Fletcher showed that he had learned from his experience at the Coral Sea and did well at the Battle of Midway. Promoted to the rank of vice admiral, Fletcher next took charge of the impending counter-offensive in the Solomons. When he met with the principal commanders to discuss the operation, Fletcher was openly skeptical. Worse, he had a public row with Admiral Richmond Turner, the newly arrived commander of the transports and cargo ships that were to land the marines at Guadalcanal. Having lost the Lexington at Coral Sea and Yorktown at Midway, Fletcher was afraid to risk his three remaining, priceless carriers, particularly if they had to operate within range of Japanese land-based aircraft. Consequently, Fletcher announced that he would keep his carriers within supporting range of the landing forces for only two days, half the time needed to land all the troops and supplies. In the event, Fletcher abandoned the marines 12 hours earlier than even he had planned, claiming that he was short of oil and weak in fighter planes. He retired without authorization from his superior. Admiral Ghormley. Turner and the marines felt this desertion unwarranted. Historians have concurred, exposing Fletcher's claims about oil and fighters as flimsy excuses to hide his real concern: his unwillingness to risk his carriers.

Sudden bursts of brief, intense combat characterized carrier warfare in the Pacific. A battle's outcome could hinge upon the precise location of a bomb strike. For example, had the bomb that hit Fletcher's Yorktown at Coral Sea struck 20 feet toward her centerline, thereby damaging her flight deck instead of penetrating the comparatively unused lee of her island, she would have been disabled for Midway. Here, a Japanese dive-bomber descends on the Hornet at the Battle of Santa Cruz while a torpedo plane approaches from the left. (US Naval Historical Center)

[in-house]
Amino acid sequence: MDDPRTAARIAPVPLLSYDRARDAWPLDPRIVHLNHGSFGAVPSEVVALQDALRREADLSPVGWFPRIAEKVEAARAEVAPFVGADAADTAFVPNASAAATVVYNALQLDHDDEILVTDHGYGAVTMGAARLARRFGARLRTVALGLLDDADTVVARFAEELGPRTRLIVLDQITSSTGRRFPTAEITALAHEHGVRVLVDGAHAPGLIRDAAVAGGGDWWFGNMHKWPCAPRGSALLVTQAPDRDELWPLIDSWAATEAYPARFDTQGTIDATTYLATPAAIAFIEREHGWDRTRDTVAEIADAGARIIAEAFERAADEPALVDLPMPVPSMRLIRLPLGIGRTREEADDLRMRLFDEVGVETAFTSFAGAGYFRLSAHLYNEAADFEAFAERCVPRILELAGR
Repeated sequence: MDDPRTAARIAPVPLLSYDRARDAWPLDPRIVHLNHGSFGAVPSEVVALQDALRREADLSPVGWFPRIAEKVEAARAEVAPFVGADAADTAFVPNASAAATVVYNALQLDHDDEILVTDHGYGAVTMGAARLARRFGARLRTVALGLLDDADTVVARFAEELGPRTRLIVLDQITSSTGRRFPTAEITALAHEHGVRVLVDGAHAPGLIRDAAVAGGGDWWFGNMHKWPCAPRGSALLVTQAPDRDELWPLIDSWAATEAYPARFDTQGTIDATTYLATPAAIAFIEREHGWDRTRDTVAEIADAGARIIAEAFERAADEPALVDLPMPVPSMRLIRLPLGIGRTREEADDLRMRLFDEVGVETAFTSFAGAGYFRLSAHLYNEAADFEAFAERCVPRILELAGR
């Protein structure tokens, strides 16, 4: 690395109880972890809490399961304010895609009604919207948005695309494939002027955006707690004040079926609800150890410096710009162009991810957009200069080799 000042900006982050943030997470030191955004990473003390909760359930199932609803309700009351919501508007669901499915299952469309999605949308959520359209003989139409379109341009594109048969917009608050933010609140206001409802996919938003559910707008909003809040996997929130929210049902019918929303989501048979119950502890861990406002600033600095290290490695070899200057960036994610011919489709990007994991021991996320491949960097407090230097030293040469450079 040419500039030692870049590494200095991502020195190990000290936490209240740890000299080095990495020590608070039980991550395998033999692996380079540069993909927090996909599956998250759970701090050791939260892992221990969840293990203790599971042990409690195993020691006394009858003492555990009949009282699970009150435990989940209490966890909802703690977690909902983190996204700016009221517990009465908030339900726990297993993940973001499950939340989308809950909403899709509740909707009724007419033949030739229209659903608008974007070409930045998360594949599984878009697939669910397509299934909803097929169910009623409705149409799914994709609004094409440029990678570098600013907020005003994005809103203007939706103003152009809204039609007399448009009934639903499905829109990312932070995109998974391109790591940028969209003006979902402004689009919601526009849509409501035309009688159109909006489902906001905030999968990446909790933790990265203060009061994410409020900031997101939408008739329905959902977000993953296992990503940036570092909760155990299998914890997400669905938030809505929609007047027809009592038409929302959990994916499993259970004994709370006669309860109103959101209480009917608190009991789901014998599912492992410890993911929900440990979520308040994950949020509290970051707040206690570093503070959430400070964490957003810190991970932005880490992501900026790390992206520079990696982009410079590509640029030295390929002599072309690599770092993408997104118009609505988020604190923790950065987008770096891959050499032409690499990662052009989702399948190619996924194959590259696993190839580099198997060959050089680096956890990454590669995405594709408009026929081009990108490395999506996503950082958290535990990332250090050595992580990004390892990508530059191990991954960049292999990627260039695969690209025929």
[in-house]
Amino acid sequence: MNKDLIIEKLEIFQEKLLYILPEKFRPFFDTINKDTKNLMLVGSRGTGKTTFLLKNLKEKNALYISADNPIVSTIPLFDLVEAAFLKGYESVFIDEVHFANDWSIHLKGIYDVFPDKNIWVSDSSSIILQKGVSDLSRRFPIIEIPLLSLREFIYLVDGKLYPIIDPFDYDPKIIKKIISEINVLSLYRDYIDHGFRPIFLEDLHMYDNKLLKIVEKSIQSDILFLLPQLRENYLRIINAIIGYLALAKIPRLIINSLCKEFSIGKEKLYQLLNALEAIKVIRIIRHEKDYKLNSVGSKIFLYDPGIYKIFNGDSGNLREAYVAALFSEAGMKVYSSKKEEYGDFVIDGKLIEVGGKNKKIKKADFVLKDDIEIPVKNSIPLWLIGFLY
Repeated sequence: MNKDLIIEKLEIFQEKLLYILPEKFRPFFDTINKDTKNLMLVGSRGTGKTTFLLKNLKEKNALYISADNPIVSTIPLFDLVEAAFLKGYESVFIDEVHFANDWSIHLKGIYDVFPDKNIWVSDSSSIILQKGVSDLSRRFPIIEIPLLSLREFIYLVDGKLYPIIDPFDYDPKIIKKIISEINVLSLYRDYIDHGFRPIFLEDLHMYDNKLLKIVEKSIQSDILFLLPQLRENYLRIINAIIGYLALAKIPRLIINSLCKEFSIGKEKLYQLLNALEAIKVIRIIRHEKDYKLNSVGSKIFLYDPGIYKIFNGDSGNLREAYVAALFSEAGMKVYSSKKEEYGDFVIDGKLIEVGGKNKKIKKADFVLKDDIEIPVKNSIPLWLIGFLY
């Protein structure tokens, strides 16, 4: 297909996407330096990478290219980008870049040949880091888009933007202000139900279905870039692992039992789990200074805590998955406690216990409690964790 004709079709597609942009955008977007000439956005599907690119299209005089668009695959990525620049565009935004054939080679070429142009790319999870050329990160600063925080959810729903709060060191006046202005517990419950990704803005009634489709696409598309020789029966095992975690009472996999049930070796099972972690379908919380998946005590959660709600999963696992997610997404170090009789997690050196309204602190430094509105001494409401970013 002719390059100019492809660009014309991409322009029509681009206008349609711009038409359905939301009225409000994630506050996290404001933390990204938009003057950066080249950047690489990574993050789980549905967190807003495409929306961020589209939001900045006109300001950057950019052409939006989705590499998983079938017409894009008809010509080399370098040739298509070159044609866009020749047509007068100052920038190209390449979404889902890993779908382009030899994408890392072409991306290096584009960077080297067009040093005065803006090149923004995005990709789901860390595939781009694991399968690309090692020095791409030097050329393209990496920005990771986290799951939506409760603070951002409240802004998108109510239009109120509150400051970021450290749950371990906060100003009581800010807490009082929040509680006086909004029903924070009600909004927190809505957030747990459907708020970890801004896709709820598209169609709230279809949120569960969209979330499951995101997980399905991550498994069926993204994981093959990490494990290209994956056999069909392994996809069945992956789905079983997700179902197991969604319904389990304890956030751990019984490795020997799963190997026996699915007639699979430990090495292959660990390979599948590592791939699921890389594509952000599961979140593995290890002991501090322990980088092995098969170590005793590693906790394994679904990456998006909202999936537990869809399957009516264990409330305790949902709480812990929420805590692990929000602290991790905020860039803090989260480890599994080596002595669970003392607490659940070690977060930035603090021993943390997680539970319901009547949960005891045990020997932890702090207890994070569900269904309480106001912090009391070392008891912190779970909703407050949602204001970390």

Based upon intelligence reports about another major Japanese operation in the Solomons, on August 23, Fletcher's carriers were operating about 150 miles from Guadalcanal. The next day he received contact reports and hurried his carriers, including his flagship Saratoga, to intercept the Japanese. At the ensuing Battle of the Eastern Solomons, the war's third great carrier engagement, he hurled most of his air power against the first target his scouts detected. His planes sank a Japanese light carrier, a ship the Japanese had designated as "bait." This left the enemy's two fleet carriers intact and able to retaliate. However, Fletcher showed that he had learned from previous battles and retained 53 fighters for combat air patrol over his carriers. A ferocious aerial combat took place, with the Enterprise absorbing three bomb hits. Thereafter, both sides cautiously withdrew. Overall, Fletcher's handling of this battle was timid, but because the Japanese were even more cautious and had lost a carrier, the Americans could claim victory. Admiral Nimitz observed, "The Japanese had shot their bolt and with air forces seriously reduced were retiring." For the next two months, both sides sought to reinforce Guadalcanal and a naval war of attrition ensued. Fletcher's flagship Saratoga was torpedoed on August 31 by a Japanese submarine. Fletcher himself received a wound.

After the Guadalcanal campaign, the high command, responding to widespread criticism of Fletcher's performance as a carrier task force commander, reassigned him to command of naval forces in the North Pacific. He held this position from 1943 until the war's end. After the war, he became Chairman of the General Board until his retirement in 1947. He died in 1973.

Fletcher possessed unquestionable personal courage. However, he was unable to adjust to the stress of fast-moving carrier warfare. The loss of Lexington at Coral Sea and Yorktown at Midway made him extra cautious during the Guadalcanal campaign. Nonetheless, Fletcher commanded the carriers that gave the Japanese their first important check, at the Battle of the Coral Sea, and was in charge of the vessels that turned the tide of battle in the Pacific at the Battle of Midway.